You have probably been in situations where someone offers you an alcoholic drink and you feel like you have to drink it. Or perhaps you offer people a drink and make sure that they join in the fun. Peer pressure to drink alcohol is common in our everyday lives; from parties, your local pub, to nowadays COVID-19 pandemic friendly social distancing beers on Zoom with your mates.

Based on our systematic review of 13 qualitative research studies here are five key lessons:

1. Peer pressure is not just experienced by adolescents and young people:

A common perception is that peer pressure exists mainly in young people. However, peer pressure can affect people of all ages. The review found the adults often saw themselves as ‘older and wiser’ compared to when they were young. But many still experienced pressures to drink and continue drinking. Who hasn’t had the offer of ‘one for the road’?

2. People can feel threatened by peer pressure:

Peer pressure experiences varied from friendly banter to aggressive forms of pressure where people felt alcohol was ‘forced on you’. Being encouraged to ‘keep up’ with others’ drinking was a common reason for drinking too much.

3. Peer pressure can have a negative impact:

Ironically, to get rid of peer pressure many people gave in and drank more alcohol. They either had a drink when they didn’t want to drink, or drank more than they had intended. Drinking alcohol in response to peer pressure was seen as ‘caving in’. Most people who drank as a result of peer pressure regretted this decision later.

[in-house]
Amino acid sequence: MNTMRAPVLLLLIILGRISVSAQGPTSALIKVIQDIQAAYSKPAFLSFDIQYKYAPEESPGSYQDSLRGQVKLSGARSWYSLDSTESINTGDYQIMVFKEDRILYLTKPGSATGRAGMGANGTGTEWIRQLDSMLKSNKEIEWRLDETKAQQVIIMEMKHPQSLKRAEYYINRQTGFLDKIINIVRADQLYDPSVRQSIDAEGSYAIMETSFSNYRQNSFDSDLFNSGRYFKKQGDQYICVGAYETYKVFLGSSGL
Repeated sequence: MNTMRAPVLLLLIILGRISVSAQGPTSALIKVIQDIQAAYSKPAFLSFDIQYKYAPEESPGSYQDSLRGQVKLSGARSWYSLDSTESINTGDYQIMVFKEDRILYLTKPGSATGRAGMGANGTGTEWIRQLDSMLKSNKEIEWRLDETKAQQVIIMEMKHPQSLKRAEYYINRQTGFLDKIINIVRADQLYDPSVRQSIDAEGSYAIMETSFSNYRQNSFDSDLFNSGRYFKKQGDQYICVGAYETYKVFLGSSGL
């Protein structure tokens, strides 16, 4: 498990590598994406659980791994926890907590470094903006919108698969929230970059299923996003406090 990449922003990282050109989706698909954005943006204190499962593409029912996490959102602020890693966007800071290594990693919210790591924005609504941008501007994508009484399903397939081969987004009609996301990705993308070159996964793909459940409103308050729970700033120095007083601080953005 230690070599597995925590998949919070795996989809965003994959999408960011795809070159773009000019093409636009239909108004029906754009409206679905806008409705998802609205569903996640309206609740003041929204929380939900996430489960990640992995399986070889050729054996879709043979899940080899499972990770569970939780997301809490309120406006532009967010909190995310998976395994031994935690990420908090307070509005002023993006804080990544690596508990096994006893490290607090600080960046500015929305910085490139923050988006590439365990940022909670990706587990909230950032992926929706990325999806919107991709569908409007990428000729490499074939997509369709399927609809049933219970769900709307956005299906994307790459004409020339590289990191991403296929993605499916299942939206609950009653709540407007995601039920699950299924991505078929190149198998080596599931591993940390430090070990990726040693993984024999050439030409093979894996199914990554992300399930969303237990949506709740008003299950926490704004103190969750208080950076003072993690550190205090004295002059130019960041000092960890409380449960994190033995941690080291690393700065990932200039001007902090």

4. Our wider social context matters to build and keep up peer pressure:

Drinking provided connections to other people, and those who didn’t drink were often seen as boring or outsiders.

The social surroundings often influenced peer pressure to drink. Drinking was seen as ‘a sociable thing’ – as normal and helping you to fit in. For men, drinking could also be seen as a way to show their masculinity, which included ‘drinking like a man’ and choosing manly drinks.  Drinking provided connections to other people, and those who didn’t drink were often seen as boring or outsiders.

5. People develop strategies to deal with peer pressure.

Many reported using strategies to avoid pressure. Strategies included ‘nursing your drink’, drinking alcohol-free options which mimic alcoholic in flavor and appearance, or driving their car to provide an excuse for not drinking which would usually be accepted. Some people who did not drink much alcohol ‘came out’ out about their drinking preference, but this seemed to be rare. Others selected their group of friends to make sure it included non-drinkers or those who only drank moderate amounts.

The next time that you’re at a party, in the pub or having social distancing beers on Zoom, will you recognize when you are pressured to drink? Will you cave into the peer pressure, or have a strategy to deal with it? And what can you do to make sure that people don’t feel like they have to drink alcohol if they don’t want to?